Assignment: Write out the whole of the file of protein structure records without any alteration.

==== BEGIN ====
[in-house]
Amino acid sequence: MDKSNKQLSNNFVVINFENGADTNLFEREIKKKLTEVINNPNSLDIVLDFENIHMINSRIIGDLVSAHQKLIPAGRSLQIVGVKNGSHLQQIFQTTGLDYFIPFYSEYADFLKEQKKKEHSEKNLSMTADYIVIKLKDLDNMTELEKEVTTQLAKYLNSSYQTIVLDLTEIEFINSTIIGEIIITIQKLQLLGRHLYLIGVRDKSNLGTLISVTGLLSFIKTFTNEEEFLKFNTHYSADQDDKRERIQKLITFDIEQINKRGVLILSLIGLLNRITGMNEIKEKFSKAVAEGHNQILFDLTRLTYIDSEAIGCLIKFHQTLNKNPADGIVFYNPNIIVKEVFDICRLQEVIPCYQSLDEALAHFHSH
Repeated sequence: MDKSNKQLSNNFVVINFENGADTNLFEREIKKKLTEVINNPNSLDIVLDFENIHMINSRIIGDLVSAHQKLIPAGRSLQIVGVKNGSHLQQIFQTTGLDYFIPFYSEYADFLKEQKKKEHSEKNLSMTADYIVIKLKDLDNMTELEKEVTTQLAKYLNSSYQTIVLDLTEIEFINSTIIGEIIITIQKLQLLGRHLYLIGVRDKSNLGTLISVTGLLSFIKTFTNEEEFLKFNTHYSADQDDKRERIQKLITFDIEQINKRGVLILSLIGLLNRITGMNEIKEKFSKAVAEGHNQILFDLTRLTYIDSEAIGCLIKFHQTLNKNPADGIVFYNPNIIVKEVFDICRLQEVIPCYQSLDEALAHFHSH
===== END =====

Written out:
[in-house]
Amino acid sequence: MDKSNKQLSNNFVVINFENGADTNLFEREIKKKLTEVINNPNSLDIVLDFENIHMINSRIIGDLVSAHQKLIPAGRSLQIVGVKNGSHLQQIFQTTGLDYFIPFYSEYADFLKEQKKKEHSEKNLSMTADYIVIKLKDLDNMTELEKEVTTQLAKYLNSSYQTIVLDLTEIEFINSTIIGEIIITIQKLQLLGRHLYLIGVRDKSNLGTLISVTGLLSFIKTFTNEEEFLKFNTHYSADQDDKRERIQKLITFDIEQINKRGVLILSLIGLLNRITGMNEIKEKFSKAVAEGHNQILFDLTRLTYIDSEAIGCLIKFHQTLNKNPADGIVFYNPNIIVKEVFDICRLQEVIPCYQSLDEALAHFHSH
Repeated sequence: MDKSNKQLSNNFVVINFENGADTNLFEREIKKKLTEVINNPNSLDIVLDFENIHMINSRIIGDLVSAHQKLIPAGRSLQIVGVKNGSHLQQIFQTTGLDYFIPFYSEYADFLKEQKKKEHSEKNLSMTADYIVIKLKDLDNMTELEKEVTTQLAKYLNSSYQTIVLDLTEIEFINSTIIGEIIITIQKLQLLGRHLYLIGVRDKSNLGTLISVTGLLSFIKTFTNEEEFLKFNTHYSADQDDKRERIQKLITFDIEQINKRGVLILSLIGLLNRITGMNEIKEKFSKAVAEGHNQILFDLTRLTYIDSEAIGCLIKFHQTLNKNPADGIVFYNPNIIVKEVFDICRLQEVIPCYQSLDEALAHFHSH